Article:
Bodmin Jail Undergoes Transformation to Bring Stories to Life
When a design firm integrates a modern, high-tech attraction into a protected historical or heritage site, great care is given to respect the physical elements of the location, as well as its impact on events and human lives. Sarner International faces the task at the Bodmin Jail in Bodmin, Cornwall, England as the firm transforms the jail into a visitor attraction, hotel, and education center. Built for King George III in 1779, the Bodmin Jail is a Victorian-era penitentiary steeped in history and houses the only hanging pit in the United Kingdom, witness to more than 50 public hangings. The jail was secure enough to safeguard the country’s crown jewels during World War I and also the Domesday Book, a survey of land in England ordered by William the Conqueror in 1085.
As part of an ongoing £40 million redevelopment and preservation of the jail, the £8.5 million project will utilize cutting-edge technology, elaborate scenic sets, and dedicated films and projections to bring the jail’s stories to life. The jail is closed while this transformation takes place and plans to reopen in May 2020.
“The jail shows how society changed over the past 200 years,” says Ed Cookson, director at Sarner. “It’s a very imposing building. There were public hangings that hundreds of people would show up for. What we saw was the opportunity to maintain the site and change it to a destination attraction that provides the history of Cornwall, not just the jail. We want to incorporate what we do in theme parks, the technological effects, to bring to life the stories of how people lived.”
Four linked experiences—an attraction called “Dark Walk,” the original jail cells, the administration area, and the execution area—will take guests on an informative journey through life in the 18th and 19th centuries in Cornwall. The most engaging element of the transformation is set to be the new “Dark Walk” attraction, a 25- to 30-minute audiovisual experience reflecting different sites in the jail and in Cornwall. Visitors will encounter highway robbers, smugglers, miners, and the tale of a local monster called the Bodmin Beast.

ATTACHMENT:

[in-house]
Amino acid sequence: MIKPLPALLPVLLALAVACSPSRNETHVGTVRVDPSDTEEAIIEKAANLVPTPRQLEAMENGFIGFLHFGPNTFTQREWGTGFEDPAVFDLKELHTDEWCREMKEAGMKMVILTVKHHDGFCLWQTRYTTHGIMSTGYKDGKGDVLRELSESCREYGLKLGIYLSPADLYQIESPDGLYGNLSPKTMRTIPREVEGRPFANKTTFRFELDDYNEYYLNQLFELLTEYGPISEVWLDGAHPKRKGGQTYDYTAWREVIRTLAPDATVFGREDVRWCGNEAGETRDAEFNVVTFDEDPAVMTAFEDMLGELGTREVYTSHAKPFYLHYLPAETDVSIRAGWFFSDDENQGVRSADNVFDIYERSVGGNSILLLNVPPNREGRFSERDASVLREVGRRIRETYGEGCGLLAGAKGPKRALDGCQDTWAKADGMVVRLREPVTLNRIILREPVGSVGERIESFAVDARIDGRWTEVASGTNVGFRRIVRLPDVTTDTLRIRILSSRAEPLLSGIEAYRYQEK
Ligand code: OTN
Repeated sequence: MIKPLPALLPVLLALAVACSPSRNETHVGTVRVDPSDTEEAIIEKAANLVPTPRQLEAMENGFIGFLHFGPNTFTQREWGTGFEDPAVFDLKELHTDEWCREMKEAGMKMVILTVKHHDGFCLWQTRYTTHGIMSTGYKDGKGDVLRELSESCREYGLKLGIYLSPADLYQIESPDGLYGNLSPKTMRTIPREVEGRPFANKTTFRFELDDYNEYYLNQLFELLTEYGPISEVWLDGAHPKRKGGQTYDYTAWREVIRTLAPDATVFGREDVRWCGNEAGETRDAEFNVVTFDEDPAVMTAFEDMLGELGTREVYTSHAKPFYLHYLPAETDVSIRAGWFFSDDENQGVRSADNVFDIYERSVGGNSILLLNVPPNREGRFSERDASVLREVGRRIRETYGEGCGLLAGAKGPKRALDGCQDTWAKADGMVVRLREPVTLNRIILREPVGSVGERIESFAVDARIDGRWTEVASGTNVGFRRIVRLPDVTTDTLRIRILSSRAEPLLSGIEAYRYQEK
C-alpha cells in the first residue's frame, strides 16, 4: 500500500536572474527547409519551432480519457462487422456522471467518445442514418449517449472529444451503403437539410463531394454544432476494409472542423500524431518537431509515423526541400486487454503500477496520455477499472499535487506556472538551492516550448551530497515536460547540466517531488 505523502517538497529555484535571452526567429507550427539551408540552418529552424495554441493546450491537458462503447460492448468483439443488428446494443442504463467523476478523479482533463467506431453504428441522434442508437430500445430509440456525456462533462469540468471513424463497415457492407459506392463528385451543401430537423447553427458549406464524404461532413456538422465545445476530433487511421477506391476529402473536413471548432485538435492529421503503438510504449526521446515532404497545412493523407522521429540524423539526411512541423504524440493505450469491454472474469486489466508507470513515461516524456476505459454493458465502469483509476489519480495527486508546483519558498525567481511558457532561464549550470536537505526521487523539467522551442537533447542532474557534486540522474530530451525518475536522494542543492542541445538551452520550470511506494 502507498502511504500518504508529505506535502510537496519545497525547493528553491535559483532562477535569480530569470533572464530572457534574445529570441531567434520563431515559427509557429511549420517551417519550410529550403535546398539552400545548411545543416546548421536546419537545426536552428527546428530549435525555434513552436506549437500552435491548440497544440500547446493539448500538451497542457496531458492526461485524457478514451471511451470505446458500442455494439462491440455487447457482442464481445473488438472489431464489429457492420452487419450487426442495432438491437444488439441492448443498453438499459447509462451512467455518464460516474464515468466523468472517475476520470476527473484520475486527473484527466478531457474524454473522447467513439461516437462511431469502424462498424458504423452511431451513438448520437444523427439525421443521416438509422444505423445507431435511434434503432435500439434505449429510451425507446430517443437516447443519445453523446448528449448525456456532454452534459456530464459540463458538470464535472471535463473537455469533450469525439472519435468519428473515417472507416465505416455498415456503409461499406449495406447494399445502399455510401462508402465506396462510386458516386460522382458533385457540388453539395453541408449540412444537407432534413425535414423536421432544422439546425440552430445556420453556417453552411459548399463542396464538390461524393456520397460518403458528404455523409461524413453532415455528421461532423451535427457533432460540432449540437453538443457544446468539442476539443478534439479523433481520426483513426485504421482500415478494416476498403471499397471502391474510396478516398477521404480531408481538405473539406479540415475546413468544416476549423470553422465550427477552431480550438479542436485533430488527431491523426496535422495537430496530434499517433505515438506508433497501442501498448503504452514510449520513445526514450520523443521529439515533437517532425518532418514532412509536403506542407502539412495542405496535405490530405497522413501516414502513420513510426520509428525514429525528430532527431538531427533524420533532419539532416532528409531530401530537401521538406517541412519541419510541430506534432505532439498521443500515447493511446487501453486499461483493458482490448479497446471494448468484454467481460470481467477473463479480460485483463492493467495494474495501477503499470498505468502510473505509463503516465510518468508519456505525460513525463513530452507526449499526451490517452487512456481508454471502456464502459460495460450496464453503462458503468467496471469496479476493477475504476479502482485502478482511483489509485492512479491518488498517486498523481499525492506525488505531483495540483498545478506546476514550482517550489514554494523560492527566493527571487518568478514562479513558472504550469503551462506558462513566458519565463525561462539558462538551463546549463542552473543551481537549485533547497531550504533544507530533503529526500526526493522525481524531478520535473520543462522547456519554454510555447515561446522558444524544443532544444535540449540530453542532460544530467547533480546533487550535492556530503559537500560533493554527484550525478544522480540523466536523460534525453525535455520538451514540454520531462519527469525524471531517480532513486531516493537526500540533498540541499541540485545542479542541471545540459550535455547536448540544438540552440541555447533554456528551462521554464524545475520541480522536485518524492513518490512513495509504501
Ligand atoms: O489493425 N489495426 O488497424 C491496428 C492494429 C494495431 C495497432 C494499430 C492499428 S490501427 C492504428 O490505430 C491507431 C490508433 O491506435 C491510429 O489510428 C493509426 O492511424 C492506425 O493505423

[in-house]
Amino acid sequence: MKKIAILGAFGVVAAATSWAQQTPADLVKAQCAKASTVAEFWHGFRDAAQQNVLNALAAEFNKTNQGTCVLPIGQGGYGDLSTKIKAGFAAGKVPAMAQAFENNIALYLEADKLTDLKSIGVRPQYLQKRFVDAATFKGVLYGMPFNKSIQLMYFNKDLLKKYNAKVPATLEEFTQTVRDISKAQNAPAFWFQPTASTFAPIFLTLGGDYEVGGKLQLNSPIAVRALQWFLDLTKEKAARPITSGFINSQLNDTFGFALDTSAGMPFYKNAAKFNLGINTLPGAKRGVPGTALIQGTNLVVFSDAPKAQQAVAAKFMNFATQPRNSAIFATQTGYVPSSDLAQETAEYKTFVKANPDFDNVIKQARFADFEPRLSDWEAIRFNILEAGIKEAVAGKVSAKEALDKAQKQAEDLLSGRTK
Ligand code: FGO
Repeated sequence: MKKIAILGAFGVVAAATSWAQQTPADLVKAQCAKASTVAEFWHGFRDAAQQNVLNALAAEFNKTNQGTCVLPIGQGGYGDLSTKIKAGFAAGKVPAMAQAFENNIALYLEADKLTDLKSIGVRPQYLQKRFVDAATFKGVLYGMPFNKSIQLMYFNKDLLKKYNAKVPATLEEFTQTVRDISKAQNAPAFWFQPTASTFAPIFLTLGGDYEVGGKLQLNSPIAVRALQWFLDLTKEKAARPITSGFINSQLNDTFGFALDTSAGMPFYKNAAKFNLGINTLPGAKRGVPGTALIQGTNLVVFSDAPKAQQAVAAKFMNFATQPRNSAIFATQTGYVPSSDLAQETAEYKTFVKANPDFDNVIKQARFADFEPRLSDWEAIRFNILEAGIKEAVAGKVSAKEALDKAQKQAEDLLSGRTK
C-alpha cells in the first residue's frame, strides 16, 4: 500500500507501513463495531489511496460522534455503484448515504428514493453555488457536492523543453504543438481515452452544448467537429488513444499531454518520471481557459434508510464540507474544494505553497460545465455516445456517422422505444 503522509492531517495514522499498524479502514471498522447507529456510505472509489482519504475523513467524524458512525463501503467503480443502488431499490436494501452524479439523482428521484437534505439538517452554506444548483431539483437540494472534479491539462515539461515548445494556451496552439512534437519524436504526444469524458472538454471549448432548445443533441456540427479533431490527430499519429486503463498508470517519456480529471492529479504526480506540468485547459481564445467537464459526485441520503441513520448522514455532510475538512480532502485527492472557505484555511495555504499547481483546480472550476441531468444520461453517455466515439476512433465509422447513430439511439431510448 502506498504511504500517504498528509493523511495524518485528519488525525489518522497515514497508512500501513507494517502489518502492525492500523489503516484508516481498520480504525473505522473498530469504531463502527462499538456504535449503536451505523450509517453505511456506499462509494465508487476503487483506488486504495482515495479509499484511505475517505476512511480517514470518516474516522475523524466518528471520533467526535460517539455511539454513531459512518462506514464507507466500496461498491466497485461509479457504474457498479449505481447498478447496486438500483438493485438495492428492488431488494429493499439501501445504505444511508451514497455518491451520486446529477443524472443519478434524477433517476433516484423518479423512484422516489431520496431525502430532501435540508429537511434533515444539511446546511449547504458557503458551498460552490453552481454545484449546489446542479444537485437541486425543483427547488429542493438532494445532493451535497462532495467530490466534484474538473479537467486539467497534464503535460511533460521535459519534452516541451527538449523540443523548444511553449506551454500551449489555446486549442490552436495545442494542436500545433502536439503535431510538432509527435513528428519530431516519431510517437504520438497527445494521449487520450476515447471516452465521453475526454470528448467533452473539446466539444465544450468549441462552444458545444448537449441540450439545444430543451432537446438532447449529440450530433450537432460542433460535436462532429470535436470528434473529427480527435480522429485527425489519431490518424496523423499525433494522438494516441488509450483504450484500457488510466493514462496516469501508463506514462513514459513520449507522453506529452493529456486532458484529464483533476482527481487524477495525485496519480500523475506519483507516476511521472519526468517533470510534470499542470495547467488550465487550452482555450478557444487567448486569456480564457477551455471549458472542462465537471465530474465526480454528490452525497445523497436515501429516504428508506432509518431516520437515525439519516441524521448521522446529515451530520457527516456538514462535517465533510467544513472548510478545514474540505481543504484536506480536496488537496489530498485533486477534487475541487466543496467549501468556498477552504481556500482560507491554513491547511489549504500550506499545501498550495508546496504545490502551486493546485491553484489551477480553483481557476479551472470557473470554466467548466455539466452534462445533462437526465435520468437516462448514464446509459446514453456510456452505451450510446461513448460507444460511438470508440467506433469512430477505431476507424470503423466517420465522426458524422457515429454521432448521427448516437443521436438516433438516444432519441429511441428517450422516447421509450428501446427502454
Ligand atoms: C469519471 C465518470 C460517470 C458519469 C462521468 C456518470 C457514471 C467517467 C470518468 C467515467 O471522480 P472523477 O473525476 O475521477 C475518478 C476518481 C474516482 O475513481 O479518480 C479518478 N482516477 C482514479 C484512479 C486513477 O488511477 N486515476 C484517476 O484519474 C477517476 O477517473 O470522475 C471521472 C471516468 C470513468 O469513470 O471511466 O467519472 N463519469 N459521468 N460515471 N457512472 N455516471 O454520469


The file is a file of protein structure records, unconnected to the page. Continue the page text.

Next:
“The sets are created physically, with the mines having detailed rock work,” says Cookson. “Guests witness insane punishments, like being forced onto a [grueling] treadmill. Also, we utilize another area where the governor would have run the jail. They’re able to see other stories, like the legend of the Bodmin Beast. The final section is one of the only working hanging pits, and it still exists. People will then take that last walk from the jail cell to the execution pit where the hangings happened.”
With the jail being a historical site, Sarner is accommodating educational components. This includes a request from the jail that it be able to operate the “Dark Walk” attraction at a pace that it chooses so it can start and stop the attraction for tours like school groups.
Half of the jail’s cells will be part of “Dark Walk,” but the other half will be devoted to another unique element of the jail’s transformation: a four-star boutique hotel. Opening in late 2020 and being built within the structure’s walls, 70 of the jail cells will serve as hotel bedrooms and retain original features like the brickwork and bars on the windows.
With the jail being a U.K. heritage site, Sarner and partners Mallino Development Ltd., Twelve Architects,
Montagu Evans, Arup, Turner & Townsend, and Astute Fire all had to work with officials tasked with preserving the site’s history. “We worked with planning officers and English Heritage and went through planning approval,” says Ross Magri, Sarner’s managing director. “We do quite a few heritage projects that we bring to life, and it’s really important to work with the heritage experts.”